Discussion among commissioners focused on the challenges of crossing railroad tracks at various points along the B2B route, as well as interest in coordinating with other projects like the recommendations of the North Main Huron River corridor task force.

During the meeting, commissioners also got an annual update from George Taylor, president of the Cobblestone Farm Association, as well as briefings from PAC’s dog park and downtown park subcommittees. Results from surveys to solicit public input for both subcommittees are now available, and will be analyzed by commissioners and staff in preparation for upcoming public forums. [.pdf of 306-page dog park survey results] [.pdf of 110-page downtown park survey results]

Two public forums are scheduled for the downtown park project: On Monday, Sept. 9 in the basement of the downtown Ann Arbor District Library, 343 S. Fifth, from 6:30-8:30 p.m., and on Wednesday, Sept. 18 at city hall’s basement conference room, 301 E. Huron, from 6:30-8:30 p.m.

The dog park subcommittee – which is looking for a possible location for a third dog park – will hold a public forum on Wednesday, Sept. 11 at 7 p.m. at Cobblestone Farms, 2781 Packard. In noting the history of opposition to proposals for a dog park at West Park, Tim Berla wondered whether it would be possible to locate a dog park anywhere near a residential neighborhood. It’s a “classic Ann Arbor trap,” he said – everyone is in favor of it, until something specific is proposed and the neighbors say no.

In his manager’s report, Colin Smith highlighted several upcoming events. The annual season-closing “dog swim” at Buhr Park pool will be held on Sept. 4 and Sept. 5 from 3-8 p.m. On Sunday, Sept. 15 at 1 p.m. in Liberty Plaza – the downtown park at Division and Liberty – a grand opening will be held for the “sensory garden” there. It’s a project of the Ann Arbor commission on disability issues, in collaboration with the city’s adopt-a-park program and the University of Michigan Matthaei Botanical Gardens.

Smith also noted that the popularity of Argo Cascades has led to a shortage of parking in that area. As a result, beginning Labor Day weekend the staff will start using a portion of Longshore Park to park cars. It’s a short-term measure while the staff seeks longer-term solutions, he said. [Full Story]

Skatepark, Liberty Plaza Waiver Go to Council

Ann Arbor park advisory commission meeting (June 18, 2013): Commissioners took action on two major projects in the city’s park system: A new skatepark at Veterans Memorial Park, and efforts to improve downtown’s Liberty Plaza.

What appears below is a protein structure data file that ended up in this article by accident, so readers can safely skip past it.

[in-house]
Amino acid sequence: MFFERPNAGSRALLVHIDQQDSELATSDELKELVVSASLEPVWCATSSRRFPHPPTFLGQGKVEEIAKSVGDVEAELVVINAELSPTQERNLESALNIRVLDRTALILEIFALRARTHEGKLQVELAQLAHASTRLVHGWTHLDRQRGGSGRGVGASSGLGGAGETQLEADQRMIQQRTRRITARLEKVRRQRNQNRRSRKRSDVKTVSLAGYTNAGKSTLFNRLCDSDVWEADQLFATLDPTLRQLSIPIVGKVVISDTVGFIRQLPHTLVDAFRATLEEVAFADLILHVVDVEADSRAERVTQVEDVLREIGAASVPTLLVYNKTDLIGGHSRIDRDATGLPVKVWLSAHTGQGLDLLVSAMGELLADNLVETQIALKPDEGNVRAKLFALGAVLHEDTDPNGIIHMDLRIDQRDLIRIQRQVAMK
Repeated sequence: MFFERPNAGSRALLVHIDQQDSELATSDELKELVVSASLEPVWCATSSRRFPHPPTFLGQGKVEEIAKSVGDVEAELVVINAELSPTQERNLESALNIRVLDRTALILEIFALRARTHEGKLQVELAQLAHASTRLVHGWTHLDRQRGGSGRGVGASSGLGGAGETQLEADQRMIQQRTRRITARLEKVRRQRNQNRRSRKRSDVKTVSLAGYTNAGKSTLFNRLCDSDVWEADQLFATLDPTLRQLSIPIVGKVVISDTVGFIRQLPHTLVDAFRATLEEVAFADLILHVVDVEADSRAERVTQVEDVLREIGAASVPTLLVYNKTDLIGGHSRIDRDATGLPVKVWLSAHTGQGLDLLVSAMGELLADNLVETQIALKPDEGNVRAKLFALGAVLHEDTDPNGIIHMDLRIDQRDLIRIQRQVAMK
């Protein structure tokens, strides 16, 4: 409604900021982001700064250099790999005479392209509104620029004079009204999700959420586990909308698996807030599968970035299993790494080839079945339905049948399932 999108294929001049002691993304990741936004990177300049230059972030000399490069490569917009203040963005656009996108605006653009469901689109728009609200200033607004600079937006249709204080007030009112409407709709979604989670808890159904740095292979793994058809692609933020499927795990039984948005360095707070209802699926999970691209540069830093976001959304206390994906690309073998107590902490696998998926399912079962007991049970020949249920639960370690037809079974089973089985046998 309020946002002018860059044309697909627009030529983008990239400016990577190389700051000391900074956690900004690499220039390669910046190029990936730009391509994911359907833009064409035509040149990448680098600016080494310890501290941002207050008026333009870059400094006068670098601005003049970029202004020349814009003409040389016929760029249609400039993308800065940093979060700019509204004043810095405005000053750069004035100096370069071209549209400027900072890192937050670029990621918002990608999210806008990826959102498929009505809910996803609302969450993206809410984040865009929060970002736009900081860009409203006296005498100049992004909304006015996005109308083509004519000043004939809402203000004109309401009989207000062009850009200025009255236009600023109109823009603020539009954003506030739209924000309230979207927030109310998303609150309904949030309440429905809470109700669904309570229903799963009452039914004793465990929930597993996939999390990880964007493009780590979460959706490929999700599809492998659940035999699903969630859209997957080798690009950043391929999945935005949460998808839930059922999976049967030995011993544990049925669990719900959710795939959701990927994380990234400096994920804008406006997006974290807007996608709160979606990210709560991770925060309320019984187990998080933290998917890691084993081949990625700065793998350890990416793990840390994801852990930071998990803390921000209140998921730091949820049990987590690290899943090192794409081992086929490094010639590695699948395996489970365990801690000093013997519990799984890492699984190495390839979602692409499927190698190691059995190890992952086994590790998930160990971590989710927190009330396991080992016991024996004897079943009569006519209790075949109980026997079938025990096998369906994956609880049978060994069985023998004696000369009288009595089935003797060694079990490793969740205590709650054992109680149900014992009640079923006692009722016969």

Jen Geer, Ann Arbor park advisory commission, The Ann Arbor Chronicle

Jen Geer is the newest member of the Ann Arbor park advisory commission. (Photos by the writer.)

PAC unanimously recommended approval of a $1,224,311 budget for the Ann Arbor skatepark, including a construction contract of $1,031,592 with Krull Construction of Ann Arbor. Also approved was an operating agreement between the city and the nonprofit Friends of the Ann Arbor Skatepark. [.pdf of operating agreement] The project, which has been years in the works, will move to the city council for final approval, possibly at its July 15 meeting.

Parks staff and commissioners praised the project, specifically citing the work of the Friends for their tenacity and ability to overcome challenges as the skatepark was developed. Colin Smith, the city’s parks and recreation manager, noted that people talk a lot about collaboration, but “you’d be hard-pressed to find a better example of it than this.”

If the council approves the contract, construction could start in early August, with completion of the concrete portion of the skatepark by this November – weather permitting.

Also getting a recommendation of approval from PAC was a proposal to waive park rental fees for Liberty Plaza, a downtown park at the corner of Liberty and Division. The waiver, which requires city council approval, would be enacted on a one-year trial basis through July 1, 2014. It’s intended to help encourage more activity in what’s been described as a problem park. Several supporters of Camp Take Notice and Pizza in the Park – a weekly outreach effort to the homeless – attended the meeting, and advocated for broader fee waivers in other city parks, tied to humanitarian aid.

Commissioners also heard two presentations during the June 18 meeting. Jenna Bacolor, the director of Ann Arbor Rec & Ed, gave an update on that program, including collaborations with the city parks system. One of those collaborations is tied to the decision by the Ann Arbor Public Schools board to close middle school swimming pools, as part of broad budget cuts. Tim Berla, who serves on PAC as a liaison from the Rec & Ed recreational advisory commission, reported on discussions to explore the possibility of a new recreation millage or an enhancement millage – something that AAPS might consider putting on the ballot.